Saturday, September 28, 2013

24 Hour Comics: Prep

   Next week at this time I'll be elbow-to-elbow with a group of like-minded creators, all of us attempting to crank out their own twenty-four page comic in 24-hours. See here for the main posting of the event with additional links (or these for 2008, 2009, 2010 and 2012 recaps).
   There's some preparatory work that goes into this event, without breaking "the rules" (see McCloud's official ones here) as far as sketching anything out beforehand: assembling the needed materials (like a new pad of paper + extra backup sheets) and making sure the tackle-box of art supplies is stocked (extra nibs + inks, erasers, pencils, white-out, brushes, ruler, tape, assortment of markers etc.).
   Mentally it's helpful to have at least a vague concept, a nebulous idea in incubation so as to have on hand any needed reference material. Some of my longer pieces required a lot of such resources packed in from home, like 2012's "Elegy," others hinged upon random encounters of folks on-site to provide models for say 2009's "Peace," and then there were the years I basically illustrated culled and edited text from material such as a cheesecake recipe or, as in 2010's "Tales from an Outlying Area,"  a very long (and very bad) joke.
   As far as the nuts-and-bolts go when plotting the logistics behind such a monumental undertaking, the system that's evolved for me personally over the years of taking the challenge has been allotting set chunks of time to work in waves that cascade across all the pages from beginning to end: as in first scripting everything out, then thumbnailing all the panel breakdowns per page, then penciling all of the pages, then inking everything, and lastly a final cleanup + touch-up pass over everything at the finish.
   Some of the other artists I've watched over the years are fans of the tabula rasa style, and/or will methodically complete each panel and each page in sequence from concept to finished ink, one hour on one page. I tend to spend approximately six hours plotting/writing/doodling, six hours penciling, six hours inking and six hours of slop-time to account for talking, taking breaks, eating, stretching/walking around, power-naps and tweaking the art. That translates into spending an average of only a half an hour per page for the drawing stage (combined penciling + inking), which is a little nuts, but part of the challenge is to push yourself. It would also account for the consistently crappy condition (compared to my cartoons) of the completed pages, but given the limitations, it's an aesthetic I can live with. Of course the less time I spend writing + sketching (not to mention farting around doing other things) then it's more bonus time to spend on the artwork. Many artists skip the penciling entirely, going directly to inks, and some abandon any pretext of a linear narrative, or just let the panels and pages unfold organically, opting instead for more of a spontaneous storytelling. Lesson being that I can't ever recall seeing someone draw non-stop for 24-hours: discipline aside if not for nourishment and conversation then there's certain biological functions that will require taking an occasional break.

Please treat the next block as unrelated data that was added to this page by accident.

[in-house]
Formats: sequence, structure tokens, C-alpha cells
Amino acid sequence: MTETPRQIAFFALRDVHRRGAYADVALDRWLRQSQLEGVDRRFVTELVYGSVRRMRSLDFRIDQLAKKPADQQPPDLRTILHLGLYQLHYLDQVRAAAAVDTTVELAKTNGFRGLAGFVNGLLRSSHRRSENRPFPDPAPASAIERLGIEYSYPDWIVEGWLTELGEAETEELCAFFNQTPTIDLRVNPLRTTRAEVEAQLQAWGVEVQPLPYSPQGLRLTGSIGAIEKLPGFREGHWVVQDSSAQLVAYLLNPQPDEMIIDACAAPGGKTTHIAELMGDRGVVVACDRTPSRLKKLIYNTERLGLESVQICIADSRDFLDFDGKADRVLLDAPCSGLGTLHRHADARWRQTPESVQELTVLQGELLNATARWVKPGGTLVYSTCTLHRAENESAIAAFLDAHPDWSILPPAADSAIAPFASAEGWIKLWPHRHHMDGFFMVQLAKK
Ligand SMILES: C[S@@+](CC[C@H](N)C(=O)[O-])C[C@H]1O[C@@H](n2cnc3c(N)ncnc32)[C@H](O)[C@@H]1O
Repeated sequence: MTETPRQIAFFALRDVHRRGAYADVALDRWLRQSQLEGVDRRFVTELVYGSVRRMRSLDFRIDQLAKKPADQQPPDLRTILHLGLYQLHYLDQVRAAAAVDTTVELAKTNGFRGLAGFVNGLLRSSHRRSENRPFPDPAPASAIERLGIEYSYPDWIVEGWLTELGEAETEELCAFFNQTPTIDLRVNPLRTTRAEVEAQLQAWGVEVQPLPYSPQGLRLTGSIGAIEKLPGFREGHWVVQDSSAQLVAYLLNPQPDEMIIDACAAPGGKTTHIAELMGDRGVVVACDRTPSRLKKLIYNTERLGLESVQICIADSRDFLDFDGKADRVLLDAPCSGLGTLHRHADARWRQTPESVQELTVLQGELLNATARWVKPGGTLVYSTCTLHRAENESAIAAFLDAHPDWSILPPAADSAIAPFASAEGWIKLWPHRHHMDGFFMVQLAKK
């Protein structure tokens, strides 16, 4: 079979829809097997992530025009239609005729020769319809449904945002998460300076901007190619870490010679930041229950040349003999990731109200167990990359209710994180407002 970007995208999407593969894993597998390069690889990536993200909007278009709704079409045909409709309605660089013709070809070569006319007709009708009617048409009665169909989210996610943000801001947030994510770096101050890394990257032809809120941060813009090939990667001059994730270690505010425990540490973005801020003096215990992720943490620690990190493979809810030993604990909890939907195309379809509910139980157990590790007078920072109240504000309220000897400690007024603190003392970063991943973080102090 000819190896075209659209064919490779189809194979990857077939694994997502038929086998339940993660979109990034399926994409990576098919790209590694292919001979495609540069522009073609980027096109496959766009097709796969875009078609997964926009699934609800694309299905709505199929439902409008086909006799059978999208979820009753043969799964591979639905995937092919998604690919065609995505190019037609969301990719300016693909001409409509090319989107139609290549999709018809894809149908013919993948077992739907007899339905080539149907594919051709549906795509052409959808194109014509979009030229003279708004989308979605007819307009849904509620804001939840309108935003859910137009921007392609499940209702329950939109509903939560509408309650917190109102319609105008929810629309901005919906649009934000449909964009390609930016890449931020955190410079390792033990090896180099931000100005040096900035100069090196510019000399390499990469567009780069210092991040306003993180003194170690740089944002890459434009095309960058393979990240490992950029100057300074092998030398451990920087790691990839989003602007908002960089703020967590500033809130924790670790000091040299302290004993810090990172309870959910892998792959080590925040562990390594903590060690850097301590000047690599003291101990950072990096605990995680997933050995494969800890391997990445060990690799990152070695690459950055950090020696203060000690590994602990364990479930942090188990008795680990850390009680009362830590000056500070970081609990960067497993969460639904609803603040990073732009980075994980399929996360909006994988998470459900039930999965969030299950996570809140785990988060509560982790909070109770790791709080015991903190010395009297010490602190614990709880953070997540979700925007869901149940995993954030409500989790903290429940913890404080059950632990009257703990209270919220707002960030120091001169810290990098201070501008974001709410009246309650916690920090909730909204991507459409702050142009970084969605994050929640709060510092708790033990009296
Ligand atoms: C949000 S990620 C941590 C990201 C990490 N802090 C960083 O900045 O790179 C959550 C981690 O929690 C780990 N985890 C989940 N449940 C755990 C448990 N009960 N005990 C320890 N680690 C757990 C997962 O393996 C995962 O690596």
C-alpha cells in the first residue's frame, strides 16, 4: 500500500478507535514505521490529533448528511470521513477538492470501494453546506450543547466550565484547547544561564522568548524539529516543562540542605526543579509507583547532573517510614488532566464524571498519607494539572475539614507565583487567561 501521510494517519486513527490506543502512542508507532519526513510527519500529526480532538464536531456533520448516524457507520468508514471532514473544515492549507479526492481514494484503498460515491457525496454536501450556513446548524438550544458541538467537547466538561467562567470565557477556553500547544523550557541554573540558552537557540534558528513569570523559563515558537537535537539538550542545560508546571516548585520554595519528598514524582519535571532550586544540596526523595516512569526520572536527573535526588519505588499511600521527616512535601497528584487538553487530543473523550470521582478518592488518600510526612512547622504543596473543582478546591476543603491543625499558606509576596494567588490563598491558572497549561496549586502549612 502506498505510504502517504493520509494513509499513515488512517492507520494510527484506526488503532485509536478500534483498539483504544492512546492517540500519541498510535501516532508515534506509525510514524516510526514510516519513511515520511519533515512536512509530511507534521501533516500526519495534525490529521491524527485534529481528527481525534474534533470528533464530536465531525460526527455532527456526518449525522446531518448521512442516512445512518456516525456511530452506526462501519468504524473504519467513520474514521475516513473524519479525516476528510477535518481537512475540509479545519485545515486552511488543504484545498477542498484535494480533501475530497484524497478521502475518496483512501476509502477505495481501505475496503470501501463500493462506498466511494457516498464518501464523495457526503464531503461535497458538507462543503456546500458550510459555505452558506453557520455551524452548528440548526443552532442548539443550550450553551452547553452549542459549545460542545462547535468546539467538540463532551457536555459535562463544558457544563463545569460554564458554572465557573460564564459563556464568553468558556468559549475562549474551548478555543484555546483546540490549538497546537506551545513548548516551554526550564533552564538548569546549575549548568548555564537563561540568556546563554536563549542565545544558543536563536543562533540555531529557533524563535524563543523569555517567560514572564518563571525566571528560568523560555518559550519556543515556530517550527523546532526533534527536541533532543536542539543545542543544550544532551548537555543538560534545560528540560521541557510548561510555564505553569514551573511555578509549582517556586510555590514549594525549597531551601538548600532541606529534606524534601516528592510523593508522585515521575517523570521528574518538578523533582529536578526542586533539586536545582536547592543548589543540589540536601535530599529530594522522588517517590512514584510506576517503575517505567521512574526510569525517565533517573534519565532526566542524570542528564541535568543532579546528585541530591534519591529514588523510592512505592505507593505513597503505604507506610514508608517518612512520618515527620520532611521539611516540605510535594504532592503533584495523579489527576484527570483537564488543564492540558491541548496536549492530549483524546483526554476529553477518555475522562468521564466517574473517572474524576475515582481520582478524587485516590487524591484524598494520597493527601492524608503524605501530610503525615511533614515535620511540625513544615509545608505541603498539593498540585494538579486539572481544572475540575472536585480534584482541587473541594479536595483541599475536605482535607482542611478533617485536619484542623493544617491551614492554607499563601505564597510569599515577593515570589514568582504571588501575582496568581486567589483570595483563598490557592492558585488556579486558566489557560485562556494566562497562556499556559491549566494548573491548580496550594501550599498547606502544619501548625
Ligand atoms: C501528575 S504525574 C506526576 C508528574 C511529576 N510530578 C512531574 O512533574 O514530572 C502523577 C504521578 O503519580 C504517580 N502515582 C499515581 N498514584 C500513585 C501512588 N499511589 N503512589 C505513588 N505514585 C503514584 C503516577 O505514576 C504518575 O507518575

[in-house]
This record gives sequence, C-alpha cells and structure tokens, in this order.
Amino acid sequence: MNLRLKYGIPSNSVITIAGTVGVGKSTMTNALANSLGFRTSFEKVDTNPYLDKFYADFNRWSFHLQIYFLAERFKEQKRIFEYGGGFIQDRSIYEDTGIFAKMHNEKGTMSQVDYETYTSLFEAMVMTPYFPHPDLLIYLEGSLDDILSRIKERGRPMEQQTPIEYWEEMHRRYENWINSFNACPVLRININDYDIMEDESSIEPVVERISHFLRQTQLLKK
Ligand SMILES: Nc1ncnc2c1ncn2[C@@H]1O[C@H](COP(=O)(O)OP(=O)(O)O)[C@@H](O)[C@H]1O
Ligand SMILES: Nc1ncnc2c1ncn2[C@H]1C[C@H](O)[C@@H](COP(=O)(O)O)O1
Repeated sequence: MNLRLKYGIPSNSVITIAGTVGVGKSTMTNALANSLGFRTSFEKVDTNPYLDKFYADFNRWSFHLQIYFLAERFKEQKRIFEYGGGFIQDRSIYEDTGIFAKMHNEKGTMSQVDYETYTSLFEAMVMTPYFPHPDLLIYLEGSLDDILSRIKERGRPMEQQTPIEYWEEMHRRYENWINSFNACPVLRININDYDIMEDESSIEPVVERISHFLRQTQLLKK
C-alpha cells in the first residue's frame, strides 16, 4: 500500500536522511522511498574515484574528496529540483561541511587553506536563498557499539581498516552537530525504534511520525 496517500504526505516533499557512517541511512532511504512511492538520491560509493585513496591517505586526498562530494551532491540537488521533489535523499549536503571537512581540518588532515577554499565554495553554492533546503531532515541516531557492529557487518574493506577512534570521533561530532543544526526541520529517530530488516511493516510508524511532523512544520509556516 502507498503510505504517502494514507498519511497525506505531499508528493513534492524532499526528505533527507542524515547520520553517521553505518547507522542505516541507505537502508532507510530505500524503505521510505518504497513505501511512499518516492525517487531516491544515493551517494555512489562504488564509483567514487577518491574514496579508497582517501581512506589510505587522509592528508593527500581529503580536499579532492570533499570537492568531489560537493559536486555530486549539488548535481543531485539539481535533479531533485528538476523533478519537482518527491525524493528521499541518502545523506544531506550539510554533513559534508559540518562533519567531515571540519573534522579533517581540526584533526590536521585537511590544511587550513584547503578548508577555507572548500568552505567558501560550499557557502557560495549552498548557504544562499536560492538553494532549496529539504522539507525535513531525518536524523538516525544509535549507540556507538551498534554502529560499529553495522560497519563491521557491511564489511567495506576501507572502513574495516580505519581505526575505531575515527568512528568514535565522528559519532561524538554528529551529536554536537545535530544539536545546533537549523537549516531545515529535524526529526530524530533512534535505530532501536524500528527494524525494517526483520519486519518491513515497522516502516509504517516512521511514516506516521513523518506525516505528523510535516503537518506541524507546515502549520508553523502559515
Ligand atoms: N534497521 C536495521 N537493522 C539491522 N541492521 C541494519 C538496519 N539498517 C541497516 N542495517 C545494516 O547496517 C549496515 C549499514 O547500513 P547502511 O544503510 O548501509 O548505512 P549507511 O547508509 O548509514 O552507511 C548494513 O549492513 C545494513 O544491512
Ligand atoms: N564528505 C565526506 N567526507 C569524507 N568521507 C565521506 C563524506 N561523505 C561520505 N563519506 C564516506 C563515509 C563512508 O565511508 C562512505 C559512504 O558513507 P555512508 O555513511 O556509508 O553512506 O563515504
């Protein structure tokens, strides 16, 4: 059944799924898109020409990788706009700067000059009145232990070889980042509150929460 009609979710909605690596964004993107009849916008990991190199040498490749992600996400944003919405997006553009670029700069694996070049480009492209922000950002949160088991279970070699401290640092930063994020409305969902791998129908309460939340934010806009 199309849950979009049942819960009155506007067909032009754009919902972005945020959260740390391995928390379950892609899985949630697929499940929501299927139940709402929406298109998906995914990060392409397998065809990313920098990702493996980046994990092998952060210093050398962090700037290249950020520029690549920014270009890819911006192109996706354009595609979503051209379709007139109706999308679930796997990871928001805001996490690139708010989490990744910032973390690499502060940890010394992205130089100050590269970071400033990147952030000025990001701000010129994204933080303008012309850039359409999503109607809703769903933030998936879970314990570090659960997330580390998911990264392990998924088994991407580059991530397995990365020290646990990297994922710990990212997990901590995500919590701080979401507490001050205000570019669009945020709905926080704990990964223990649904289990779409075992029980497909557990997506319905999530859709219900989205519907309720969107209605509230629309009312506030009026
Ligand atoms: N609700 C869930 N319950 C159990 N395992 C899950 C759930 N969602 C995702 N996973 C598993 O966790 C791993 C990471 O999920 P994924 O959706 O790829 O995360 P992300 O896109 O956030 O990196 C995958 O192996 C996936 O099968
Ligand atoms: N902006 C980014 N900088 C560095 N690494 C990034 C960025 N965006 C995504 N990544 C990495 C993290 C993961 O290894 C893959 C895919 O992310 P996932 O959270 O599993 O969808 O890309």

From raw to refined it pretty much depends on one's individual style and there's almost no end to the various ways to approach such a project as this: be it under the stricture of a 24-Hour Comics event, mainstream industry conventions (a page a day = a 32 page comic per month) or an alternative/independent work that takes years to see through completion. Discovering one's own limitations and pushing the edge just to experiment and see what happens is one of the points behind these sorts of things, along with the companionship, and having at least a little bit of fun.
   Realistically, just getting started - or for many just simply showing up - is sometimes half the battle: for many finding any time to sit a while and get a bit of drawing done is a challenge. And not finishing twenty-four pages within 24 hours by no means equates to any "failure" whatsoever... one of the important meta-lessons behind endeavors such as these is that there will (hopefully) be many other hours left ahead of us.

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